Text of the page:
Mobile home bill less than nothing for homeowners

Matt Chapman is a resident of Midwest Country Estates park in Dallas County and co-chair of the Iowa Manufactured Home Residents’ Network.

On a party-line vote this week, the Iowa Senate approved House file 2562, a bill on manufactured housing parks that the Iowa House passed earlier this month. The bill is headed to Governor Kim Reynolds’ desk, and she is expected to sign it. UPDATE: The governor signed the bill on May 17.

At iowafairhousing.com you will see the “residents’ bill of rights” we wrote in 2019. The site has more details, but the bullet points are as follows –

  1. Rent protection from gouging
  2. Good cause eviction standards
  3. Fair fees
  4. Fair legal leases
  5. Resident rights if park is for sale

Unfortunately, House File 2562 would enforce none of those rights.

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RJ Miller: Why I'm running for Iowa House district 34

RJ Miller: I chose to run to take the voices of my community and make their voices louder.

I am a community activist who’s been organizing in Des Moines since 2019 around the issues of racial discrimination, civil and human rights, and urban violence.  Originally a victim of gun violence in Minneapolis, I overcome the obstacles of gang activity and incarceration in order to inspire and support my community in a collective effort to defeat the issues that plague the inner city. 

My mission is to uplift, empower, and transform the Des Moines community through restorative justice, empowering the youth, and investing in solutions that will combat the forces of colonization and oppression at large.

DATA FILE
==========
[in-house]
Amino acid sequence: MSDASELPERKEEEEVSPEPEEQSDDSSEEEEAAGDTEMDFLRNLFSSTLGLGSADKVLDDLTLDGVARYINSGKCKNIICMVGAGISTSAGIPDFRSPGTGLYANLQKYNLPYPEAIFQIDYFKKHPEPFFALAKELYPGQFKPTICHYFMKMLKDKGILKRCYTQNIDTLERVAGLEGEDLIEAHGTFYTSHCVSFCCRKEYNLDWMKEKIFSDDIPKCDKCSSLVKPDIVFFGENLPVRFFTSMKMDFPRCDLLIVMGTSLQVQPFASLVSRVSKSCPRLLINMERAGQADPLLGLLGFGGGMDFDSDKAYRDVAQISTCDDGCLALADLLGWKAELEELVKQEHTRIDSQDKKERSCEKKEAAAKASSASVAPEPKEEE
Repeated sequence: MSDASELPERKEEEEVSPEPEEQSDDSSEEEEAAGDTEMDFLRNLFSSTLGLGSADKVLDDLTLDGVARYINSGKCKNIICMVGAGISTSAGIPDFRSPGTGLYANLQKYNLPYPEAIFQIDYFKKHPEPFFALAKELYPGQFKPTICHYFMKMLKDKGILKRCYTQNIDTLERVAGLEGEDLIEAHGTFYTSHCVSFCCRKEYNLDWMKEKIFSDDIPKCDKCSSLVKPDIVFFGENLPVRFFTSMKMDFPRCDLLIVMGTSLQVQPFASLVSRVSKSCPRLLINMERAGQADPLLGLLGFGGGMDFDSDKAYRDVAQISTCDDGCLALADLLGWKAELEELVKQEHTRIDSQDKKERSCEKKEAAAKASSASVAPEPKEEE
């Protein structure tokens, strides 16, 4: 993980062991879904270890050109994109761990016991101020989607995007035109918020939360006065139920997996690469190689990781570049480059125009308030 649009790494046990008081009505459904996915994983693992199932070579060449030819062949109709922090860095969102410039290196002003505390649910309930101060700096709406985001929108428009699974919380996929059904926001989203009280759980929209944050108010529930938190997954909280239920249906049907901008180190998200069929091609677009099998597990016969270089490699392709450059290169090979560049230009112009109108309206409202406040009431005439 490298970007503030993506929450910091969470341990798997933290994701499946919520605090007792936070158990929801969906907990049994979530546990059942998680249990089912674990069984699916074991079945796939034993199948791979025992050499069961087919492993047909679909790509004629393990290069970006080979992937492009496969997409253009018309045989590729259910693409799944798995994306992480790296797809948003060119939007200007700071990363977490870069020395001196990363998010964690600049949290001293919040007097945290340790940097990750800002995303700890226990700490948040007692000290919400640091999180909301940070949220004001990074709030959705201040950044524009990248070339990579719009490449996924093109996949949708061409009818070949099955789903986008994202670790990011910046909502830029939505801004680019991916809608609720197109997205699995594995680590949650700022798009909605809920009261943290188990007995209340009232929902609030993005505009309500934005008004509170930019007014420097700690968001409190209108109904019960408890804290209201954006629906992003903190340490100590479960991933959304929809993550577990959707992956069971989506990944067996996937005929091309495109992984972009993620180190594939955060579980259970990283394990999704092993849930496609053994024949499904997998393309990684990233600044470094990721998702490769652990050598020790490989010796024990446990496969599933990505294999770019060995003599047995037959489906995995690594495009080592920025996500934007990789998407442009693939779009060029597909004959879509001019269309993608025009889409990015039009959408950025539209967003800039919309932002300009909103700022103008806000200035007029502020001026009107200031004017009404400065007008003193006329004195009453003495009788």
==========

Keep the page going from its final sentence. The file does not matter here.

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Iowa Republicans close to deal on cutting unemployment benefits

The Iowa House and Senate approved similar bills on March 23 that would substantially cut unemployment benefits for jobless Iowans. The legislation, a priority for Governor Kim Reynolds, had been stalled for weeks, raising questions about whether Republican leaders could find the votes to pass it in the House.

Both versions of the legislation include the centerpiece of the proposal Reynolds highlighted during her Condition of the State address in January: reduce the maximum unemployment benefits in one year from 26 weeks to sixteen weeks. Currently, most states provide up to 26 weeks of unemployment benefits per year, while only a handful of states provide a maximum of sixteen weeks or fewer.

The revised bill, House File 2355, also includes provisions that would force Iowans to accept new jobs for lower pay sooner, and would make it easier for Iowans to be denied benefits entirely.

A House amendment offered by State Representative Mike Bousselot removed language that would have denied Iowans benefits the first week they were unemployed. Senate Republicans put the one-week waiting period back in the bill before approving it.

All House and Senate Democrats voted against the bills, as did two Republicans in each chamber: State Representatives Martin Graber and Charlie McClintock, and State Senators Zach Nunn and Jeff Reichman.

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What "Critical Race Theory" actually is